Ghosts of Oklahoma City
Eight years later, truth is the last casualty
By John Kaminski

The dead are buried, but the wounded can't be healed.

As in all the world's atrocities, both cry out for justice, yet no one hears their pleas.

This April 19th is the eighth anniversary of that awful day when 168 unsuspecting people suddenly lost their lives in a massive explosion that obliterated the Murrah Federal Building in Oklahoma City.

Literally minutes after the blast, an ATF agent was heard to say the crime was revenge for the massacre of members of a religious cult in Waco, Texas two years earlier. Thus, like the lone assassin theory used in so many public crimes, the official story line was planted, and now it is cast in stone.

The so-called perpetrator has been tried, convicted, and executed, but those long-suffering survivors who walk around the glittering new Oklahoma City Bombing Museum are haunted by the ghostly apparition of guilt for never finding out what really happened on that innocent Wednesday morning.

Mostly when you ask the question of those on the streets of Oklahoma's state capital, there comes an uncomfortable silence amid memories of suspicious suicides, changed stories and ignored evidence. Though polite respect is the rule, no fact of the case remains certain except the corpses, the blood, and the pain.

Sensational theories of foreign terrorists and government conspiracies have come and gone, and now mostly gather dust on forgotten pages in used bookstores. Witnesses ignored by the official trial still recount their stories to the few who remain to listen.

But the world moved on to new traumas, suspiciously couched in similarly suspect explanations.

In the public's mind, Oklahoma's great wound was overshadowed, six years later, by an even ghastlier scenario that involved even more catastrophic tragedy in New York and Washington in 2001. And what is transpiring now, as the official hearings into the 9/11 tragedy get underway amid charges of coverup and deception, seems to be an instant replay of what happened in Oklahoma, where all those important questions were asked but never answered.

Shortly after the Oklahoma City blast, Retired Air Force Gen. Benton K. Partin wrote that he had conclusive proof that the Murrah Federal Building was not destroyed by Timothy McVeigh's truck bomb, but by four demolition charges placed at critical structural points on the third floor.

A recognized expert in bomb damage analysis, Partin said the damage pattern on the reinforced concrete superstructure could not possibly have been caused by a single truck bomb.

In a letter to 72 members of Congress, Partin also urged lawmakers "to defer action ... on so-called anti-terrorism legislation that has serious civil liberties implications, and which would not be passed except for the Oklahoma City bombing ... "

The retired general also noted "the effort required to bomb the Murrah Federal Building pales in comparison to the effort to cover up evidence in Oklahoma ... "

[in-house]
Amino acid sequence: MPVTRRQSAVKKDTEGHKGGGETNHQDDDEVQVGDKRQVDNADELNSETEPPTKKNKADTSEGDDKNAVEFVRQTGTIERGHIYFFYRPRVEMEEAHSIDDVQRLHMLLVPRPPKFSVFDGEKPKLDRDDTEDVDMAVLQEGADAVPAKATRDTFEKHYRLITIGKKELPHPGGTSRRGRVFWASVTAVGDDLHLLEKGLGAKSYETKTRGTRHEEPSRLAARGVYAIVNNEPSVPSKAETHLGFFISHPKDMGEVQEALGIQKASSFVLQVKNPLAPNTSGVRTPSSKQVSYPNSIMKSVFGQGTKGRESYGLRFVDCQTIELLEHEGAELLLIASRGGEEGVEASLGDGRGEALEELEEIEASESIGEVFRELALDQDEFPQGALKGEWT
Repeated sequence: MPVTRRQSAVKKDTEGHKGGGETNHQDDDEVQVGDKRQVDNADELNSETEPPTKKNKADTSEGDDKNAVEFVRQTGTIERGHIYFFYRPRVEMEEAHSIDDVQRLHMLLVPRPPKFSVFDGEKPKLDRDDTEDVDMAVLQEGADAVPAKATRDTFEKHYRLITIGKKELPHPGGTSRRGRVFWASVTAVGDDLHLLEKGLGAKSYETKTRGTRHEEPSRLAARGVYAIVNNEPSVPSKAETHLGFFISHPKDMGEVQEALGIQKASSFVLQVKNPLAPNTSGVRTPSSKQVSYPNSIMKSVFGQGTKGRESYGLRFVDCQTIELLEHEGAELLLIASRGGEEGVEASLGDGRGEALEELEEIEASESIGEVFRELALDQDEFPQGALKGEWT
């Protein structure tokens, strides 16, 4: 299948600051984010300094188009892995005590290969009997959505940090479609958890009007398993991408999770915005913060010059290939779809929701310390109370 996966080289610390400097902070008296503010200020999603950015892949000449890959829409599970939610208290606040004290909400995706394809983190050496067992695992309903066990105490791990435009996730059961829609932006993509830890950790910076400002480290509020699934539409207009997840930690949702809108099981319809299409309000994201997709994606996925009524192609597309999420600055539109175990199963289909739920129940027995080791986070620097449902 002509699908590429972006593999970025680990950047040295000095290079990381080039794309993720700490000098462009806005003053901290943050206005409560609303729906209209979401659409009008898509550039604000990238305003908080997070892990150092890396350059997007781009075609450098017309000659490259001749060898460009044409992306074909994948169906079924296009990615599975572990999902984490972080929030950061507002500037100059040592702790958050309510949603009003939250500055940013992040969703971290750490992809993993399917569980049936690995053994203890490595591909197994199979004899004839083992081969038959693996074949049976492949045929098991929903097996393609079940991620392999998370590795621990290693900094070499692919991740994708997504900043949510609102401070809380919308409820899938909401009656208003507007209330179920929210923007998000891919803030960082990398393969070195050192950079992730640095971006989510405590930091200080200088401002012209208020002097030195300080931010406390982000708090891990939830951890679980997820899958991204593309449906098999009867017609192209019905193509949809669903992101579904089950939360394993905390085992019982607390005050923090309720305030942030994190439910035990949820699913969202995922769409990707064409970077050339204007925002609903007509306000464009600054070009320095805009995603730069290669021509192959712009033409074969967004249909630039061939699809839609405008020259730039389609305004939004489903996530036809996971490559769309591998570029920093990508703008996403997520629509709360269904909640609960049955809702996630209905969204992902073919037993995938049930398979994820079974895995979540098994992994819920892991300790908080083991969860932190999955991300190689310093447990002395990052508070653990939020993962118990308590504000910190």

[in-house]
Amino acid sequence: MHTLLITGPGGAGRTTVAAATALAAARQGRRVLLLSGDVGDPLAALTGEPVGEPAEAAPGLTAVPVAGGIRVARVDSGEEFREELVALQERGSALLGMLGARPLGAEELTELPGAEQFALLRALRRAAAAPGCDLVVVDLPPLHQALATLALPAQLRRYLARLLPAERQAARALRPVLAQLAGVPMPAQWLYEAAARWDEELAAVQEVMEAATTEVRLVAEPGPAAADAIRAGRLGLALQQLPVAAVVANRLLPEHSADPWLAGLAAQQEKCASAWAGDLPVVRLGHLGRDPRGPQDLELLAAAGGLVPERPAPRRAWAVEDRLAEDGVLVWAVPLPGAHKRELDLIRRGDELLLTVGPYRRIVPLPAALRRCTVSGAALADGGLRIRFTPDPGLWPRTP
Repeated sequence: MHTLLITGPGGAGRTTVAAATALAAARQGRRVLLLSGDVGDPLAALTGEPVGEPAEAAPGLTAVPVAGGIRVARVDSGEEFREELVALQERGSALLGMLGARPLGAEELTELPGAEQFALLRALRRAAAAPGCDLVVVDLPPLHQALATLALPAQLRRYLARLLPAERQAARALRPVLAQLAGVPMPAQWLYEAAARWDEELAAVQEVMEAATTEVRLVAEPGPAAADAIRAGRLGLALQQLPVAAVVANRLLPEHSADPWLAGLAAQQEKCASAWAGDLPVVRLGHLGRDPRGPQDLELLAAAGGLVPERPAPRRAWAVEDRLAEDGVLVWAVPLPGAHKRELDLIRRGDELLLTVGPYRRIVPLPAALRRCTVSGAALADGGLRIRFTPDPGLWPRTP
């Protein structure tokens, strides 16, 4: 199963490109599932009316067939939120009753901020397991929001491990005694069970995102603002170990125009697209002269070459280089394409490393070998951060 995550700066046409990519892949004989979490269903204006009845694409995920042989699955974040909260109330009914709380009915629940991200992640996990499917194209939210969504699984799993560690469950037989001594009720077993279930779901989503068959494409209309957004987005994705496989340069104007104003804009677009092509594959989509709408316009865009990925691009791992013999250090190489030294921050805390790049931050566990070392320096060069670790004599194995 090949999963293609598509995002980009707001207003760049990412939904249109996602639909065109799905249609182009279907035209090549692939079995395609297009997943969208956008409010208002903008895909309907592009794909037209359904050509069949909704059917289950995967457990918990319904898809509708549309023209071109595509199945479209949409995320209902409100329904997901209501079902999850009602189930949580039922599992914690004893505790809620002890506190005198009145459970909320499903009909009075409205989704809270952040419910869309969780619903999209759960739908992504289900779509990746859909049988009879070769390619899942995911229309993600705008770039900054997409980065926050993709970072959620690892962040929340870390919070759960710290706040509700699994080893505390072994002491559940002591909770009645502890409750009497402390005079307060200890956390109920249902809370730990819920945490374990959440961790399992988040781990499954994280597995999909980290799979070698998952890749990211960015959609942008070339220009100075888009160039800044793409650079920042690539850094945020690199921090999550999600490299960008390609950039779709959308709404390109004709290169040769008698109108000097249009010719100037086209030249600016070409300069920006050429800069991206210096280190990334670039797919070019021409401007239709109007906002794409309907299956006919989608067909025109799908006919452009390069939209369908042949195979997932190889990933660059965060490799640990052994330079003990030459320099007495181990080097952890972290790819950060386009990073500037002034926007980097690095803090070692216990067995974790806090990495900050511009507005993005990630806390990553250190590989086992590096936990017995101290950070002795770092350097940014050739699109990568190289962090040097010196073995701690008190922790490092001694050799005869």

But Partin's evidence was shoved aside and he was not allowed to testify before any judge.

Just as the demolished World Trade Center site was blocked from independent forensic investigators, so was Gen. Partin's recommendation ignored and the Murrah building demolished before explosives experts could properly examine the building.

Except for a few of the less popular books that have inadvertently slipped onto the new OKC memorial's library shelves, the museum's message is essentially the same as the government's: white Patriot maniac avenging government atrocity at Waco now executed; sad case closed.

But still lingering, important questions asked and never answered, the ghosts of Oklahoma City:

The official report of the bombing committee runs 548 pages of unanswered questions.

But the motive for the crime was established by fiat moments after the blast, convenient criminal suspects were ID'd shortly afterwards, and over the many months that followed, every other lead was pushed aside because the powers that be had what they wanted, and that was that.

Now the 9/11 probe is proceeding along the same lines of planted stories, premature conclusions and stonewalled evasions.

The lives of those Oklahomans, not to mention Vicki Weaver, the Waco faithful and 3,000 unsuspecting New Yorkers, remain unavenged and unexplained, all the while with a government clucking contentedly that wheels of justice are turning smoothly.

Despite an uninterested public, a small cadre of frustrated men and women who know all these facts like the back of their hands bravely continues to strive to keep these questions in the public mind. I asked one what he thought was the real deal about Oklahoma City that the government had worked so hard all these years to conceal.

"I think it was the Iraqi connection," he confided.

In a letter from the executive director of the new museum, this source reportedly wrote back: "Thank you for providing us with the additional information, but in fact, the veracity of these materials still would not impact the story told in the memorial museum."

And the ghosts of Oklahoma City continue to float on the dusty air.

Source: Final Report on the Bombing of the Alfred P. Murrah Building, April 19, 1995, by the Oklahoma Bombing Investigation Committee, available online at

John Kaminski,, who lives on the coast of Florida,
is the author of America's Autopsy Report, published by Dandelion Books.

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